*An edited version of this article appeared in The Conversation, Tuesday 13 March

Bill Shorten has announced that Labor will abolish cash refunds when investors, such as retirees, who pay little or no tax get dividends from companies that have paid company tax. It’s not first-best comprehensive tax reform. But in the absence of that holy grail, it is a piecemeal move towards a more equitable tax system that collects enough revenue given current spending commitments.

Australia’s dividend imputation system was designed to stop shareholders having to pay tax twice on corporate profits. When a company pays tax, it generates franking credits that can be attached to dividends. When dividends are paid, Australian shareholders can offset the tax already paid by the company against their personal income tax.

Cash refunds were introduced in 2001 for shareholders who had more franking credits than the tax they owed. The theory was that people will no or low income should have the same incentives to invest in Australian companies as other investors. At the time, the decision cost the budget little – around $550 million a year – because very few people with low income also owned shares.

But things have changed and the decision now costs the budget more than $5 billion a year. In 2006 new superannuation rules relieved retirees from paying any tax on their superannuation withdrawals – which had effectively been a tax on earnings. An increasing number qualify for this benefit as more people with significant super balances retire. And a series of changes to the Seniors and Pensioners Tax Offset increased the proportion of over-65s paying no tax on earnings outside of super.

Labor proposes to abolish cash refunds for individuals and superannuation funds (not-for-profits and universities, which do not pay income tax, will continue to receive cash refunds for franking credits). Of the $5 billion a year in extra revenue, about 33 per cent will be paid by individuals (presumably mostly retirees with some of their investments held outside of super), 60 per cent will be paid by self-managed superannuation funds (typically held by wealthier retirees), and the remaining 7 per cent will be paid by APRA-regulated superannuation funds.

The change will primarily affect wealthy retirees. The wealthiest 20 per cent of Australian retirees own 86 per cent of shares owned by retirees outside of super funds. And among self-managed superannuation funds (primarily held by wealthier retirees), half of the refunds are currently going to people with balances over $2.4 million.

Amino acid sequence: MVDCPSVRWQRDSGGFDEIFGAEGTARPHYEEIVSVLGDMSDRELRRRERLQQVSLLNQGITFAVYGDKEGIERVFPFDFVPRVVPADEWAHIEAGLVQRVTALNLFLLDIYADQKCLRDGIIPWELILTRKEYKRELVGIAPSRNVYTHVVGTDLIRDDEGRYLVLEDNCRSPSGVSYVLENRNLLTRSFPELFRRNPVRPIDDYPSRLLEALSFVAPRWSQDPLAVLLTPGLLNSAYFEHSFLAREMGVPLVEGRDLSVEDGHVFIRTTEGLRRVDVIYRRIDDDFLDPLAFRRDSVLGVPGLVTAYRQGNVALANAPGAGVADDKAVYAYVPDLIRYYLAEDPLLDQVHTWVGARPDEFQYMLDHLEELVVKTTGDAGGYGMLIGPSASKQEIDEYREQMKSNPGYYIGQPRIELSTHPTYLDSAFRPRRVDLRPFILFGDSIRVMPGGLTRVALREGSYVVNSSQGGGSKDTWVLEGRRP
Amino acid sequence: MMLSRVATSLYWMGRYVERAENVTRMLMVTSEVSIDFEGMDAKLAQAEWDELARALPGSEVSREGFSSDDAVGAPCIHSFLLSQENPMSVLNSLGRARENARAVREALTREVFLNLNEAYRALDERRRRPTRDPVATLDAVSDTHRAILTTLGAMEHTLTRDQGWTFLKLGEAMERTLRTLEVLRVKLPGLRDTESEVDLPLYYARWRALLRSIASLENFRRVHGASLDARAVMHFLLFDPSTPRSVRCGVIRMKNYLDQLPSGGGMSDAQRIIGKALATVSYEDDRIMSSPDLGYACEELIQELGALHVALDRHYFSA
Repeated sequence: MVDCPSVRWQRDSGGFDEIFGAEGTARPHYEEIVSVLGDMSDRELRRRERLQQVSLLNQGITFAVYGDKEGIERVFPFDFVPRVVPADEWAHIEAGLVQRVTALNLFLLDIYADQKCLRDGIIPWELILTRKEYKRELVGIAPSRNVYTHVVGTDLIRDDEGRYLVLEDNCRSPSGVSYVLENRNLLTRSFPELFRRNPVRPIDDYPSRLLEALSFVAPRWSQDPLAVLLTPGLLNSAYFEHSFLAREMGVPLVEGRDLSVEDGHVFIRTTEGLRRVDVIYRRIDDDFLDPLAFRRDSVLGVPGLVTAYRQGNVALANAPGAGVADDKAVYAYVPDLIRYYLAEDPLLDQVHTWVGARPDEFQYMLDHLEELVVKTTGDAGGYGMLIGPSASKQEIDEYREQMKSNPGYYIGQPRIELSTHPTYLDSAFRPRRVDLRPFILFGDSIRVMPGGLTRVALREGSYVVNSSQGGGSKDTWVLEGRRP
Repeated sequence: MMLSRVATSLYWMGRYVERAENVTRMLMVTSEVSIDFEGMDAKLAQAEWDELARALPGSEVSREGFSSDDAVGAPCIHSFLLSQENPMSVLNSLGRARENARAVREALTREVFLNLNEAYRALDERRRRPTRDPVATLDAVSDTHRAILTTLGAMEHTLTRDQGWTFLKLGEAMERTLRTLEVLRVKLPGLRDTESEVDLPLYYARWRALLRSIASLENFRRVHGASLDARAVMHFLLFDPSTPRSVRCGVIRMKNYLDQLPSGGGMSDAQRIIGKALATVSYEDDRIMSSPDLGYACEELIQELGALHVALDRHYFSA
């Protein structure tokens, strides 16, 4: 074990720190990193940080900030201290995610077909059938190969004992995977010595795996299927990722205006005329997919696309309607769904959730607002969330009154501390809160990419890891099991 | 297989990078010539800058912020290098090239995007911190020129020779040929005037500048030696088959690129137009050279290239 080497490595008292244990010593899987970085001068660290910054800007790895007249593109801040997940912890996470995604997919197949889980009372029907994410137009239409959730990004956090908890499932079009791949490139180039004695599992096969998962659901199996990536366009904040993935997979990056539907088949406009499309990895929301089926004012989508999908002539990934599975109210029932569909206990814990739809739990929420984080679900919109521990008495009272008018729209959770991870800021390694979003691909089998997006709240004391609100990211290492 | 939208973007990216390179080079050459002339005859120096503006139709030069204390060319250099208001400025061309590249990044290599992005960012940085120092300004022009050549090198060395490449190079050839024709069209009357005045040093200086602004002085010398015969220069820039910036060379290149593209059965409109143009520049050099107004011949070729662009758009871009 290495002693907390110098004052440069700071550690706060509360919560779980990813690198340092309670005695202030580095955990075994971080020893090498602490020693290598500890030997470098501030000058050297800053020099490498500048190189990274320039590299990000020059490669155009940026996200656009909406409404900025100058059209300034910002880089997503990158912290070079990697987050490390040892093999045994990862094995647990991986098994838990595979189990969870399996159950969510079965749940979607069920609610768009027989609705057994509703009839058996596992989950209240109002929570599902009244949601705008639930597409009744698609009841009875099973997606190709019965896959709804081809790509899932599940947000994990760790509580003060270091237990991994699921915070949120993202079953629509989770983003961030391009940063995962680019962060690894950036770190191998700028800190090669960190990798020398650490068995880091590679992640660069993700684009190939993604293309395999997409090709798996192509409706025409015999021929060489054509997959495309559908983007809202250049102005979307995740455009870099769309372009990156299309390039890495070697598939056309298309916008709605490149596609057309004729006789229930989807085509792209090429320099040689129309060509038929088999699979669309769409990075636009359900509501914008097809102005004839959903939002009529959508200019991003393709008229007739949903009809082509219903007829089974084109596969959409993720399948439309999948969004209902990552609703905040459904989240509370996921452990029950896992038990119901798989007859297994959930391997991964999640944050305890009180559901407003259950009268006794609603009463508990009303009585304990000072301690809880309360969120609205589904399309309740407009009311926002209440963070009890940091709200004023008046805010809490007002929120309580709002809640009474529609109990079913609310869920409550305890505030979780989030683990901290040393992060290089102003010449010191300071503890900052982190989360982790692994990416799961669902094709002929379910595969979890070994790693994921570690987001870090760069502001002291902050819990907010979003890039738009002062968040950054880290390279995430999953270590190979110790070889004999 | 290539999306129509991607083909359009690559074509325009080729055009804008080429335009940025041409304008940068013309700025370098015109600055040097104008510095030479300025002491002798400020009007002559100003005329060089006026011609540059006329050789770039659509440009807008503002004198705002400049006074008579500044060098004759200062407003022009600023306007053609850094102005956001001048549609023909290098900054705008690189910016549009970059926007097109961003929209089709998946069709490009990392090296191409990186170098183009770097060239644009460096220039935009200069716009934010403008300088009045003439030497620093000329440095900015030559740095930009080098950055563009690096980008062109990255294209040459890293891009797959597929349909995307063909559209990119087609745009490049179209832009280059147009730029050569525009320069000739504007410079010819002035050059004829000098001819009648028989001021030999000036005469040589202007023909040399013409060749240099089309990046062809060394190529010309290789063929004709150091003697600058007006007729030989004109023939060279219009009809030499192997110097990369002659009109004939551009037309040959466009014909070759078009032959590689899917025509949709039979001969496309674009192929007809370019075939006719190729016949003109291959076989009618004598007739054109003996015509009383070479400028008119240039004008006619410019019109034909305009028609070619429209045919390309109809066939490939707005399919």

ABS Survey of Income and Housing 2015-16

But there’s no free lunch. The franking credit regime was set up for a variety of good reasons. It aimed to bias Australians towards investing in Australia. In practice this appears to have led to Australian companies being funded more through equity and less through debt, improving financial stability. In theory it would also lead to more physical investment in Australia, although there’s less evidence of this in reality. In practice, franking credits also encourage Australian companies to pay dividends rather than inefficiently hoard cash or invest in low-return projects. While some claim that these effects just provide above-market returns to domestic investors because prices are set by international investors, the better view is that prices are influenced at least in part by domestic investors.

The positive effects of the franking credit regime will be weaker if retirees don’t get a cash refund for their franking credits. But it will still have a big effect because it will continue to influence the behaviour of those investors who do pay some income tax.

So abolishing cash refunds, but keeping franking credits for those who do pay income tax, is probably not first-best policy. It abandons the principle that all company profits should be taxed at an investor’s marginal rate of income tax. And it reduces the incentive for retirees to invest in companies from Australia rather than overseas.

On the other hand, abolishing cash refunds may well be a reasonable second-best policy in a tax system rife with distortions. The decisions not to tax superannuation withdrawals and to increase the effective tax-free threshold for older Australians have led to wealthy retirees contributing very little to government revenues relative to younger households. Even though the wealth of older generations has jumped in line with asset prices, the share of senior Australians that pay income tax has nearly halved – from 27 per cent to 16 per cent – in the past two decades. People over 65 pay less income tax per household in real terms than seniors did 20 years ago, despite their rising incomes and workforce participation rates. Yet recent attempts to repair the budget have focused overwhelmingly on younger Australians.

A first-best policy would reintroduce a number of higher-income, higher-wealth older Australians to the tax system by taxing superannuation earnings and abolishing age-based tax rates. But in the absence of the political will to make these changes, abolishing cash refunds provides a big boost to the budget bottom line from more or less the same group.

In a world where the appetite for wholesale tax reform has stalled, the government has been running sizeable budgets deficits for almost ten years and the income tax burden on working Australians continues to rise, a policy that indirectly requires richer older Australians to contribute may be the best we can do.

The Conversation